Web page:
A key game between the four teams vying for the bye might be at LSU on Feb. 29, when the Tigers play host to Tennessee. The Vols have defied preseason expectations (they were picked to finish 8th in the league), mainly on the strength of sweeping Florida, which will probably finish second.
JOHNSON ON LINSANITY
: Give LSU coach Trent Johnson
credit. He’s been asked numerous times the last couple of weeks why he didn’t recruit New York Knicks surprise sensation Jeremy Lin
, who played his high school basketball games across the street from Stanford when Johnson was the coach there. And he’s patiently answered the question over and over again.
But as Johnson told the Fast Break, it wasn’t as though he didn’t think Lin couldn’t become a player. Like every other school that evaluated Lin, Johnson was concerned about Lin’s size—he weighed less than 160 pounds—but was willing to give him preferred walk-on status, as did Cal and UCLA. No mid-major offered Lin a scholarship.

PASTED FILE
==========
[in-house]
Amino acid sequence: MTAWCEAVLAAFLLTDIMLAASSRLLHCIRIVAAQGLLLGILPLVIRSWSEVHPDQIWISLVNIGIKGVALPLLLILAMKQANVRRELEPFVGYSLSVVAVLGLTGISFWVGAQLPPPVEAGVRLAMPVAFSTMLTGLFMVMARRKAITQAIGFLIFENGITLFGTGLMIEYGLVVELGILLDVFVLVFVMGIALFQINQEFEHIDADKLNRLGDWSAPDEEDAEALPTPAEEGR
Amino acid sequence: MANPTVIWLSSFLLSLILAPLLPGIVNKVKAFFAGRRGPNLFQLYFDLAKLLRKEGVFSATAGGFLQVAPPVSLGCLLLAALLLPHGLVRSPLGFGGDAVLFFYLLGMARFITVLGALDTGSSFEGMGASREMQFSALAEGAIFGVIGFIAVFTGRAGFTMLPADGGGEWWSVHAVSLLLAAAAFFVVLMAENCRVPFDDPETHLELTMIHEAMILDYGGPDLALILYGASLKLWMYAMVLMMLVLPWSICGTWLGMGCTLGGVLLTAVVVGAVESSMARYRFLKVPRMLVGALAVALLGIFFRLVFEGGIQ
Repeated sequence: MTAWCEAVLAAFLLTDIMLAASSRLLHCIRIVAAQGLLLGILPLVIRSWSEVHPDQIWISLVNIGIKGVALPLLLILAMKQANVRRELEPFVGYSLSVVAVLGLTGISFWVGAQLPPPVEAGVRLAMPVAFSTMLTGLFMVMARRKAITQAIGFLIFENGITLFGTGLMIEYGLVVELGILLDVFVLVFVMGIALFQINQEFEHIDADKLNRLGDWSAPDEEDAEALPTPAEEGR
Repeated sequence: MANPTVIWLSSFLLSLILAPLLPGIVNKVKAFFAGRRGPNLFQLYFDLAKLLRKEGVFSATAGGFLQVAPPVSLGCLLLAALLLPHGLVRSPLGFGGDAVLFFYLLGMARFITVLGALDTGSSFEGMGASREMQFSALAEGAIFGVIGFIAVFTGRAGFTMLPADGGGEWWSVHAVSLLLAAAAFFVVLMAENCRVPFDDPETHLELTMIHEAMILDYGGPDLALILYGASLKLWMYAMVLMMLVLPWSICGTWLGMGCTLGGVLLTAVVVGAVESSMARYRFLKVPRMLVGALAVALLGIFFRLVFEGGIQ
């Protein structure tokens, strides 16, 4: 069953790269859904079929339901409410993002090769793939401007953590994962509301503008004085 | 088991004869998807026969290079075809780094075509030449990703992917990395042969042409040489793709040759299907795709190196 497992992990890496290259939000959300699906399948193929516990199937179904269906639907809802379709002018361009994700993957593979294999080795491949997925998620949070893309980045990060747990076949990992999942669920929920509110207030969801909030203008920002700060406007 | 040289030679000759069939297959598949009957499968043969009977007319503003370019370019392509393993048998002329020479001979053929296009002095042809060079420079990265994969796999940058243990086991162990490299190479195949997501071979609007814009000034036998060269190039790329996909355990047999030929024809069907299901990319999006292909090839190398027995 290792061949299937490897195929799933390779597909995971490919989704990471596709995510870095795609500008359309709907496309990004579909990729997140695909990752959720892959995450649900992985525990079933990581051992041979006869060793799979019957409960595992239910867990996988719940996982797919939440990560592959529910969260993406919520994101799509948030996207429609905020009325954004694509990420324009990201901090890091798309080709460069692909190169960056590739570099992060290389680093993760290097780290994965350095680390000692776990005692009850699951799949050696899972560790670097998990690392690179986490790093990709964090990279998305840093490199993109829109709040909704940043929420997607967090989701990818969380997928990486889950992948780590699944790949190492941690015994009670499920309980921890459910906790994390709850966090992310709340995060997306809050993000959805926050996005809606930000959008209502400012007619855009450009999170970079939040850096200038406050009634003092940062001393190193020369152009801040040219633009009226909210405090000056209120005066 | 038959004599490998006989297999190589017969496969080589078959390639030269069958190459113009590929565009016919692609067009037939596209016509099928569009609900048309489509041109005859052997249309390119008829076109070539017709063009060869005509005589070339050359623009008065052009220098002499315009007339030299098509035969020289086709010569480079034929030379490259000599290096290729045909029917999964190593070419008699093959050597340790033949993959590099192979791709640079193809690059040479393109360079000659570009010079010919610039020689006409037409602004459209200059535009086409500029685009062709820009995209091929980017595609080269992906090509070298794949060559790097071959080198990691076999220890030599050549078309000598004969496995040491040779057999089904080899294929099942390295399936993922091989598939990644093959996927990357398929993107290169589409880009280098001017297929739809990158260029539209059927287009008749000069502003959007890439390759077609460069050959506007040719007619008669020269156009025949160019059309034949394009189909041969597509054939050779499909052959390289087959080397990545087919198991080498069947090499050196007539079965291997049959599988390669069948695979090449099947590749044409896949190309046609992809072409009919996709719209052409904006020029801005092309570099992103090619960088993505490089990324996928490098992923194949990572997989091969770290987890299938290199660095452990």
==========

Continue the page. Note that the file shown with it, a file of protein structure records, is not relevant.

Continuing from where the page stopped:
“That, to me, is the amazing thing,” Johnson said. “Where was everybody else? When I was the coach at Nevada, I’d have jumped all over him, because in terms of his build, he reminded me of Todd Okeson
, the point guard we had at Nevada who helped us get to the Sweet 16 in 2004. The question I had with Todd [who weighed 165 pounds] was, physically, could he hold up? That’s the one thing you can’t predict when you’re talking about a kid who’s that skinny.”
“I had the same question about Jeremy, but we still wanted him to walk on at Stanford, maybe develop his body. Go back and look at all the guys who walked on for me and played. There was a history there. I liked [Lin’s] skill level and the fact that his teams won.”